I walked down to the river again.

It’s so dirty, Savita. The air was fleshed

with the smell of burning carcass.

I could hear a mother keening up river.

A small funeral raft came toward me.

I saw embers, what must have been a boy’s ribcage

smoldering. And then it passed.

Why those people won’t buy enough wood

to properly cremate their dead children I’ll never know.

It makes me sick. I walked past your apartment building then.

And I doubled back and climbed the stairs past our—

your door, and climbed to the roof.

On the very gravel where we first kissed,

I stood so still and let it come, your smacking me

for staring at the waitress, my refusal to smack you back

like you asked me to, even then—

but it’s not as if I’m bleeding, Savita.

The next night, same thing,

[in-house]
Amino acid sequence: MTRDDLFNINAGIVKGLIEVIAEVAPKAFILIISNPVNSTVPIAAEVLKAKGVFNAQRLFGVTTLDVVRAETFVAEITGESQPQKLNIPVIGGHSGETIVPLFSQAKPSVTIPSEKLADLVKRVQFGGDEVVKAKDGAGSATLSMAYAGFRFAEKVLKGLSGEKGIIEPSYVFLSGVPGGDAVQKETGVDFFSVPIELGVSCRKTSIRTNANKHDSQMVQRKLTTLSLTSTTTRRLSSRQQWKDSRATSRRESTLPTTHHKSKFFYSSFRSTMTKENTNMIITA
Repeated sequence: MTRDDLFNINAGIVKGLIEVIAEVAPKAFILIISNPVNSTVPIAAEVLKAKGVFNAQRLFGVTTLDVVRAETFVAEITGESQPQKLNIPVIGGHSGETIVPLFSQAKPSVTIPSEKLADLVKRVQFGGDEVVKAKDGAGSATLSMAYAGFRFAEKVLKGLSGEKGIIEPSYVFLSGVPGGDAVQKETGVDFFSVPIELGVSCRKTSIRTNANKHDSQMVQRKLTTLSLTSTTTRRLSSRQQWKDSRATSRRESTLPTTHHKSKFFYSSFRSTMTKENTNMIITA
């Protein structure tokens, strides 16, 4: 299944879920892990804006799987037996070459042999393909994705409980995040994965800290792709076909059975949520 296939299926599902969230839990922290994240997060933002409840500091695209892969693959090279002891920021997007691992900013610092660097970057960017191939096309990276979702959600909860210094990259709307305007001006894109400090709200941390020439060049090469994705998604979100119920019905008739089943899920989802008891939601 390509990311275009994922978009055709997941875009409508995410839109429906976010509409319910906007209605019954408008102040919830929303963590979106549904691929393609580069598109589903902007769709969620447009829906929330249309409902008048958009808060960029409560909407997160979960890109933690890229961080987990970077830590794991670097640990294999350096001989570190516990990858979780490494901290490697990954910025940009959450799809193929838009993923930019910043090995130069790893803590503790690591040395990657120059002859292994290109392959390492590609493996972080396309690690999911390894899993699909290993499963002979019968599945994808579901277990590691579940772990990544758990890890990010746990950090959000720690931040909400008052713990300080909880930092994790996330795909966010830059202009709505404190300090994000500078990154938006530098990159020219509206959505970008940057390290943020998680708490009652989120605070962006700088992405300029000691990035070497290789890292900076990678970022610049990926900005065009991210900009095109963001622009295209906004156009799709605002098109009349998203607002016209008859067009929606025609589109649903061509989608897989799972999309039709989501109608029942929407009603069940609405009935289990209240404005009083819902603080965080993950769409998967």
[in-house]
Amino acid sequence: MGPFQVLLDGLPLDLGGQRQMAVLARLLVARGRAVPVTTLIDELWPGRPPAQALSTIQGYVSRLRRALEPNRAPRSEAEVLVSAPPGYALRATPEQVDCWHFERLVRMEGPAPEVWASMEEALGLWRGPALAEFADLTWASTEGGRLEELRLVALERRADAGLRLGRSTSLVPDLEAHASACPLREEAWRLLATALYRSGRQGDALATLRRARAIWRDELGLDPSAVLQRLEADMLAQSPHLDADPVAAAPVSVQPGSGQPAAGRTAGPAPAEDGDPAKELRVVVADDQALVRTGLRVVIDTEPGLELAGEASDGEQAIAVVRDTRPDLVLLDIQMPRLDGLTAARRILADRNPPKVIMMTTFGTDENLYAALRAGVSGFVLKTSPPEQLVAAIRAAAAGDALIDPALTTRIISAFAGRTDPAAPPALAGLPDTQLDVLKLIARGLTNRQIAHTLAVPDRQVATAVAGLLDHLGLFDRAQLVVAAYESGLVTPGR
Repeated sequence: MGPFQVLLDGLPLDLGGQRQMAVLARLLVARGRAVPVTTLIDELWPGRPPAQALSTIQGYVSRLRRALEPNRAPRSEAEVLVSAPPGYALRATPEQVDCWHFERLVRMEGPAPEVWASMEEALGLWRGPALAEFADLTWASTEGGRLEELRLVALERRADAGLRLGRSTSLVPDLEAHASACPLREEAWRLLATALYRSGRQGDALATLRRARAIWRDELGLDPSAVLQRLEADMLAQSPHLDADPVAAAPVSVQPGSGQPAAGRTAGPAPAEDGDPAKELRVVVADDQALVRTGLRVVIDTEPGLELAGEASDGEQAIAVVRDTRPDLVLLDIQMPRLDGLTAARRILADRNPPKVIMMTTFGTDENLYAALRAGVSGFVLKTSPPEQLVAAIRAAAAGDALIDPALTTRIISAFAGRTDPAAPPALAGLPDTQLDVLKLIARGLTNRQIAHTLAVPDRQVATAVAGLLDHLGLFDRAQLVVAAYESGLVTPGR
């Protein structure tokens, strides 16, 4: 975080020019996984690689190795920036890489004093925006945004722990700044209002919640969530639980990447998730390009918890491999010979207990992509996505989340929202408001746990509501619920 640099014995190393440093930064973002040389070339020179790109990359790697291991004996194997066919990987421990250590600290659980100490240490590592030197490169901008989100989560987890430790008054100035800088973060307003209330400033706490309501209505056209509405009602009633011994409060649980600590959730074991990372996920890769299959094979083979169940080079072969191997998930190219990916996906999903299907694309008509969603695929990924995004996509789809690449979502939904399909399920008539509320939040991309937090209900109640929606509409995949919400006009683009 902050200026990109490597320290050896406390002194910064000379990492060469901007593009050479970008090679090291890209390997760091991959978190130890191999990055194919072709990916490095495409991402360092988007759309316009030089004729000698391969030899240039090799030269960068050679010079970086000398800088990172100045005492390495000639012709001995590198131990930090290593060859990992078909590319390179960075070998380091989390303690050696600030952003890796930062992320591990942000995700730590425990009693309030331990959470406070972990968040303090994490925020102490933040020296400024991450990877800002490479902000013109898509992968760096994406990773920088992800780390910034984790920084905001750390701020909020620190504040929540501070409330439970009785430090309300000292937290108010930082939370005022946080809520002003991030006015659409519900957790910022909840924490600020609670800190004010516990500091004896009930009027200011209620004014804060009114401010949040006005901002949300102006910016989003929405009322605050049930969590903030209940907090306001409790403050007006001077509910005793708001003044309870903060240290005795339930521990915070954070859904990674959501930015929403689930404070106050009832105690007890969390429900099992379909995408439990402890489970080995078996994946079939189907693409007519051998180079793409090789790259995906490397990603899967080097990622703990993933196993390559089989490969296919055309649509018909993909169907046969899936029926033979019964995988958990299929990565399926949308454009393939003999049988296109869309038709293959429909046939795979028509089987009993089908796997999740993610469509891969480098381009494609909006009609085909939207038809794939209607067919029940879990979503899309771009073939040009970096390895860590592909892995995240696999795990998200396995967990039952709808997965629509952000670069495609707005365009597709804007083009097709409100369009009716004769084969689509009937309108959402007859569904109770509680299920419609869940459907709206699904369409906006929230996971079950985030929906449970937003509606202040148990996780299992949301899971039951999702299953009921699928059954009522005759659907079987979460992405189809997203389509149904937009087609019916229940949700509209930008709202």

only I didn’t drink any whiskey first.

I stood there until my fingers went numb.

Then, last week, I climbed down the fire escape

and stood in front of your bedroom window

on the rusted metal. But I didn’t look in at you.

You know me better than that.

Terrified of falling, I hugged the wall with my back.

I could hear you though, talking to Punjab

and then your mother on the phone—

both happier for you now, eh? Those same black flies

that would settle in our mangoes were a nuisance,

crawling to the salt in my nose.

Tonight it is my piss running down my leg

and through the metal grate that worries me.

Remember how Mrs. T banged on her ceiling that night

after the football match, yelling through the floor

about her ugly children trying to sleep.

It was after we beat Manchester,

when we fell off the couch fucking

and fucking. Tonight I can hear her sweeping,

humming. I’m afraid she will hear my piss, wonder

and look up and see me. I’m braced-up so hard

against the wall that bits of brick grout

have settled on my neck. But she hasn’t noticed me yet,

and Savita, I wish you could see this, I just—don’t—move.

Instead I stare out at the lights, the darkness,

and the Ganges. I think of the bodies of the untouchables

floating down river and the filth and the wood and the fire.